This happens to be one of them distros what mystifies me, good and bad. On one hand, it seems to be very popular, if you look at the Distrowatch rank listing, or consult my best distro of the year vote readers' choice section, where a rather handsome portion of the audience chose elementary as their favorite spin. It's only officially at version 0.2, the last stable release was unleashed unto the nerdy crowds some 16 months back, and the latest beta is still only at version 0.3, and taking its time.
Neither the first nor the second dot oh something release managed to impress me. The desktop environment was pretty and cool, but the overall composition was quite buggy. And this brings me to the other hand of the argument. I kind of want to review it again, despite all of the above. Testing 0.3 Freya, beta. Here we go.
The latest release of Makulu Linux has two major things going for it: first, it is based on Ubuntu 14.04 LTS, rather than Debian, and second, it uses the Xfce desktop. Makulu seems to be doing a tour or rotation of desktops so perhaps having Xfce shouldn't be a surprise, anyway.
The Release Announcement / Release Notes give some interesting insight into the background and development of this release, as well as the major features of this release. As always with Makulu Linux, aesthetics was a major focus, and it includes loads of beautiful wallpapers, themes, icons and fonts. The other major focus was speed, thus the choice of Xfce for the desktop, and Firefox rather than Chrome, the synapse launcher rather than slingscold, and the inclusion or omission of various other packages.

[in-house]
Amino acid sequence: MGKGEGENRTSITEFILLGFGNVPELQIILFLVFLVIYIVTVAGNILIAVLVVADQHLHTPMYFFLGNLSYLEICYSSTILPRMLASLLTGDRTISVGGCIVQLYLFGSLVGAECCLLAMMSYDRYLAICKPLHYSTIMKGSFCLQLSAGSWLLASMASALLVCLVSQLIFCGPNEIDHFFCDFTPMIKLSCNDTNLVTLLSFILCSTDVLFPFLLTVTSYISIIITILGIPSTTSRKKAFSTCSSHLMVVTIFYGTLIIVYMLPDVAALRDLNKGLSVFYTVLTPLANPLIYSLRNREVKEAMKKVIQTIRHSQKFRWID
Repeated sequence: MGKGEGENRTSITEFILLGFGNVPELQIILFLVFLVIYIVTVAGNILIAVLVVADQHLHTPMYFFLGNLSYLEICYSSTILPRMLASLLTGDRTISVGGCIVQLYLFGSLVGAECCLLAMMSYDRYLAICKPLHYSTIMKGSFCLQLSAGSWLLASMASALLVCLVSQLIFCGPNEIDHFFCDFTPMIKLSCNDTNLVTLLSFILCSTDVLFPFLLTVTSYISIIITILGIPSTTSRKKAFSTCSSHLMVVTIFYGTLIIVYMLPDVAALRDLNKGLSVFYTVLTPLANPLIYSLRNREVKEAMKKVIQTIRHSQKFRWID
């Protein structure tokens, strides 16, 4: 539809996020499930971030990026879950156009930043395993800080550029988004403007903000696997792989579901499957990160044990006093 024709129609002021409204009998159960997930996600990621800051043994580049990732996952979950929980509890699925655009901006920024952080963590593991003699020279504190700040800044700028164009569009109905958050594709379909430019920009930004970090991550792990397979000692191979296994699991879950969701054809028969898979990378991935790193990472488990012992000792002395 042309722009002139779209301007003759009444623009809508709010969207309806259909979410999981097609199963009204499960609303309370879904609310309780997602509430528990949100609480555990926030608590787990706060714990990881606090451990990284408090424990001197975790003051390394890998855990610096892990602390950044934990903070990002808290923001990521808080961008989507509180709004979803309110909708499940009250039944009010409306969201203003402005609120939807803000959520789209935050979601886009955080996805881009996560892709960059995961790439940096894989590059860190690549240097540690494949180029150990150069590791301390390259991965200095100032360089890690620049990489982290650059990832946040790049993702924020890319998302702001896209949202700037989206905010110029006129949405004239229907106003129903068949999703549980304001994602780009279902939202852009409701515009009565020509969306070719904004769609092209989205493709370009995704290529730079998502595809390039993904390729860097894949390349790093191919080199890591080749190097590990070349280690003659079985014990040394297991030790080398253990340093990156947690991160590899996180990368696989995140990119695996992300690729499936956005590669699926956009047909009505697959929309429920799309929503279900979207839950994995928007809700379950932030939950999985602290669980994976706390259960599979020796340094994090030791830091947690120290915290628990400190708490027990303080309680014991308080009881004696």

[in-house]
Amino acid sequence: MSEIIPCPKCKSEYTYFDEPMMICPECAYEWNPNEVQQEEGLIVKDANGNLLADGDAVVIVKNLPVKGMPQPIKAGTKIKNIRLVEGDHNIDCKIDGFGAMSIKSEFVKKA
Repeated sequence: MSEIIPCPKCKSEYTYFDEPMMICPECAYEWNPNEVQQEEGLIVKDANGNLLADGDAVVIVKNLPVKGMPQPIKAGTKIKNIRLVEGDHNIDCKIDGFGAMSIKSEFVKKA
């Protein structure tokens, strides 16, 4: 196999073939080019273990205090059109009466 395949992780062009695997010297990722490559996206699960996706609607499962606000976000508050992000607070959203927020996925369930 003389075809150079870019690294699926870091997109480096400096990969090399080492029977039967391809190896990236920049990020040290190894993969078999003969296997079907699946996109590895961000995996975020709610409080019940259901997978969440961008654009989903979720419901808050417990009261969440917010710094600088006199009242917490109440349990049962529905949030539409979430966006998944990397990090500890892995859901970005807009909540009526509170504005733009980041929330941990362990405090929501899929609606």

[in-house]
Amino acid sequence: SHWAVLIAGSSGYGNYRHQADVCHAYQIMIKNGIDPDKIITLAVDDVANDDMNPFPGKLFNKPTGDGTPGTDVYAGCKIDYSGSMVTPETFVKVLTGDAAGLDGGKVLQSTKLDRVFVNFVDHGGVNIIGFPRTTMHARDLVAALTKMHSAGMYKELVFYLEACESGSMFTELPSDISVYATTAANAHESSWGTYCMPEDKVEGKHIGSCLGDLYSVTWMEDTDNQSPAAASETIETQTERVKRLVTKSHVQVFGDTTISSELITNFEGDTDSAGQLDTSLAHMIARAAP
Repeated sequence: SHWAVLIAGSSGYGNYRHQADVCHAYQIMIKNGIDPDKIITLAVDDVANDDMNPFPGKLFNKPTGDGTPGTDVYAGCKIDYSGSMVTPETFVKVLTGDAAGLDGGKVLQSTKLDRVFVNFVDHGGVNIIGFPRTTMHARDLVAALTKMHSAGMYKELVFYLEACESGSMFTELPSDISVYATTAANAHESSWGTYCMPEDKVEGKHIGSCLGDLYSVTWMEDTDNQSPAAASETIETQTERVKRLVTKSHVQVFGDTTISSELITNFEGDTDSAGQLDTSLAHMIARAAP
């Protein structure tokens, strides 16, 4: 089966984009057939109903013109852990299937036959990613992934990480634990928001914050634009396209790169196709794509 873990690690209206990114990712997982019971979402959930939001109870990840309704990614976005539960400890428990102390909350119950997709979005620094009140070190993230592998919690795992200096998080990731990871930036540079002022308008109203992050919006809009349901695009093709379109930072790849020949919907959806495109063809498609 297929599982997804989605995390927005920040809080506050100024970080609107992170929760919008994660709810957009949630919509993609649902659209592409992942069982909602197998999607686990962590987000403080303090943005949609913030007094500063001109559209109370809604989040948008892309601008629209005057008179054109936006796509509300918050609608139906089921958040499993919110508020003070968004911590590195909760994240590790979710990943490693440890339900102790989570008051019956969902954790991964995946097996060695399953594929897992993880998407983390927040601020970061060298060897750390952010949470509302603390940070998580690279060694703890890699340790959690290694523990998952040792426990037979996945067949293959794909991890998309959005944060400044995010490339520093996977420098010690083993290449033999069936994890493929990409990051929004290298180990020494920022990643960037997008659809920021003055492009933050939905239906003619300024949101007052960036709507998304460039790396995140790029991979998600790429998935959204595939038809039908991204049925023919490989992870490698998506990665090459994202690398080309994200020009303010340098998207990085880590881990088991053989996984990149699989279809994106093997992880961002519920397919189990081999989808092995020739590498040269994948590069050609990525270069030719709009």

It has been just over a year since I last reviewed Xubuntu, so this review is well overdue.
Xubuntu has been one of my favourite distributions for a long time and for a number of very good reasons.
Xubuntu comes with the XFCE desktop environment which means that it is lightweight and highly customisable.
What I also like about Xubuntu over some of the other XFCE based distributions is that it doesn't overload you with applications. You get just enough to cover the bases but it is then up to you to install what is important for your needs.
In all respects this is the Samsung quality as the original Gear S strap you are currently using, so you know this product well, but it is currently selling for £40 in the UK, which is about $62USD. This is a good product, but it’s at a premium price and you have to ask yourself, Do I really need it?
While the Librem 15 doesn't necessarily match my personal tastes for laptop hardware due to the overall size and the mouse in particular, the mission of the company definitely does. Up until this point there were few options for laptops that ran purely Free Software, much less any that had modern hardware and a modern look and feel. I believe Purism genuinely wants to create a quality laptop that will appeal both to the Free Software community as well as privacy advocates and the Librem 15 is a nice start. In this era of pervasive surveillance, rootkits bundled with corporate software, threats of hardware backdoors by nation states, and the overall increasing sophistication of attacks, I think Purism is on to something here. As more people value transparency as a means toward security, a computer that can provide the source code for every driver, application, and firmware it uses becomes more valuable.
I tried CentOS 7.0 GNOME on a live USB made with UnetBootin. Follow the jump to see what it's like. (As will become clear soon enough, there are no pictures in this review, and for the same reason, this review will be relatively shorter. Suffice it to say for now that the distribution basically looks identical to Scientific Linux 7.0 GNOME from screenshots.)